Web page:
If the entire steering apparatus proves too bulky, and therefore too expensive to ship from China, Saginaw Nexteer could be strip-mined for technology and high-value components, then reduced to a sub-assembly shop for Midwest distribution. Nexteer has 20 manufacturing plants around the world, but Chinese investors, unlike American ones, take the long view. They think it makes sense to concentrate high value components and engineering expertise in Beijing.
In the Wall Street Journal article, the authors assert that Chinese investors promised to honor the existing labor agreement and retain jobs in Saginaw. The UAW contract in force at the time of sale (2010) wasn't set to expire until the following year.
Nonetheless, GM and the UAW revoked the successor clause, which would have compelled a buyer to honor the existing labor agreement, broke the national pattern contract with four other GM parts plants, and renegotiated for the expressed purpose of making the plant more attractive to prospective buyers.
A year after the sale, the UAW amended the contract and agreed to set up a new tier of temporary production workers who aren't provided health insurance and who make 50 cents an hour less than the bottom rate.
The Wall Street Journal doesn't always check their facts. Sometimes, they just trust the guy in the white shirt and tie. In this case, Nexteer CEO, Robert Remenar.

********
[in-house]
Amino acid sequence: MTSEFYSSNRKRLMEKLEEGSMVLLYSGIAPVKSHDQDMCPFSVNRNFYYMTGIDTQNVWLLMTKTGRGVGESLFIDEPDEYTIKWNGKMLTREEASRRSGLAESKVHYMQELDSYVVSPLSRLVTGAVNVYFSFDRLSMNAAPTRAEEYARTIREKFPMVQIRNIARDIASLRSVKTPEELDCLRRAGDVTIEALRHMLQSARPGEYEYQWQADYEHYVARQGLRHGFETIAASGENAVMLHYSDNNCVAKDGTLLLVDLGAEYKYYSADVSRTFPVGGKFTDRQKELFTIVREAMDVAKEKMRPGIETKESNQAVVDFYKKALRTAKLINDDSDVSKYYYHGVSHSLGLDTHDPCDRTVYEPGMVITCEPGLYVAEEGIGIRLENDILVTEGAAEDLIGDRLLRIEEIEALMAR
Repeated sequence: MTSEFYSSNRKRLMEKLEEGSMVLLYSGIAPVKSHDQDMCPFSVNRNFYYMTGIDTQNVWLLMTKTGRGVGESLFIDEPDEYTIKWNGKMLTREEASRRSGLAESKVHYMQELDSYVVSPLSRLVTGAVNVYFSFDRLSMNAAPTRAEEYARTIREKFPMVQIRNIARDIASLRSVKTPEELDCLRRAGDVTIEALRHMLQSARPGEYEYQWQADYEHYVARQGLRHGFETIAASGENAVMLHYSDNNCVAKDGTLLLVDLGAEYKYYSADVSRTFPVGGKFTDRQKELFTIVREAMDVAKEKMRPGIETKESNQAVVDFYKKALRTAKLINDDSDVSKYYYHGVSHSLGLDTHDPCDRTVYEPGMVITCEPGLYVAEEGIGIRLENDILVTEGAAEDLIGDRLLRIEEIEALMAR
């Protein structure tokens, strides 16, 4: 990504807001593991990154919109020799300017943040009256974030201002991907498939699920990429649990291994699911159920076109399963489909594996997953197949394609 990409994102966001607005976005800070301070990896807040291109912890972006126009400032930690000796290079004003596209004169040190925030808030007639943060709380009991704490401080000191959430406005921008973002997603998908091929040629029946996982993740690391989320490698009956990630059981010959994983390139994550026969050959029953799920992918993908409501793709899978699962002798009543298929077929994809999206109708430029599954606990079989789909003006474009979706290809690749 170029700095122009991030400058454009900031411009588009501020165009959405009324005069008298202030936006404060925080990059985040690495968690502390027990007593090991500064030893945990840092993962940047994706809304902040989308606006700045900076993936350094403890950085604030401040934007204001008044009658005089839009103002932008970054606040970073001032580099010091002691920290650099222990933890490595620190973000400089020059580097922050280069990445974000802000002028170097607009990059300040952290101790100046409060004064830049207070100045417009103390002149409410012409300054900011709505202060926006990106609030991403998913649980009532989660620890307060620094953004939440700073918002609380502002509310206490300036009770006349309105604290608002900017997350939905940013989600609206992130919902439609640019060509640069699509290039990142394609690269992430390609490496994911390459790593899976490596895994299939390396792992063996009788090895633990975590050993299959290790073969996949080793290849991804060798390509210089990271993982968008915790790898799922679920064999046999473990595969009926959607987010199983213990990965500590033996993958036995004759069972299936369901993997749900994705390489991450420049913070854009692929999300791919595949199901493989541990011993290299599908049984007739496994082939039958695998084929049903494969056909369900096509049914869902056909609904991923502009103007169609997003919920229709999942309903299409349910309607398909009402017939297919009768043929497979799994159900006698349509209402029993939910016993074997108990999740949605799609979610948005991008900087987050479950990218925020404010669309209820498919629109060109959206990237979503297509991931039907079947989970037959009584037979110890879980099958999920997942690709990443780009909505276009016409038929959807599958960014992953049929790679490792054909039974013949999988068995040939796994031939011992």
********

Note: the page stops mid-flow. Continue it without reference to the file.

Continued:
IN AUTOWORKERS Under the Gun, I wrote:
Asian and European automakers are setting up shop in the U.S.A., where labor grows cheaper by the day and our reputation for weak unions precedes the procurement with sycophantic fanfare. A case in point: after UAW members at a GM plant in Saginaw--formerly Steering Gear, now Nexteer--voted down a concession contract, union and management teamed up to coerce compliance.
Once the concessions were in place, the factory was sold to Tempo, an auto parts supplier, and Pacific Century Motors, an affiliate of the Beijing Municipal Government. At first, the Chinese were hesitant about Michigan's reputation for strong unions. UAW VP Jimmy Settles intervened. "Settles convinced them that the union was flexible and could do what was necessary to deliver the productivity Tempo needed, at a wages-and-benefits cost that would enable them to compete."
According to the Wall Street Journal, "Mr. Zhao says Nexteer is considering a new factory in Beijing. He says the ownership group has assured U.S. employees it doesn't plan to take the jobs and intellectual property to China and leave a shell in Saginaw." Wall Street authors don't mention that the UAW-Nexteer contract requires workers to train supervisors and engineers to do their jobs or that Nexteer opened a new technical center in Beijing in 2011.
Personally, I don't trust the guy in the white shirt and tie, whether it's Zhao or Remenar or Dauch, but Troy Newberry, president of UAW Local 699, told the Journal, "This place went through two different bankruptcies. With the Chinese owning us, we won't see a third." This is true. The Chinese investment consortium won't need bankruptcy courts to dump and run. In fact, they won't have to fake allegiance to anyone other than their investors in Beijing.
But the thrust of the Wall Street Journal article was investment by the Chinese in a low-wage labor market in the USA and how promising it is for the working community in Saginaw--"The Heart of the Rust Belt"--to get a little job protection.
The Wall Street Journal should have provided a snapshot of the parking lot, which would give foreign investors a glimpse into the future of the U.S. auto market. If a temp worker making $12 per hour owns a car, it is used, and he or she is bound and determined to drive it into the ground.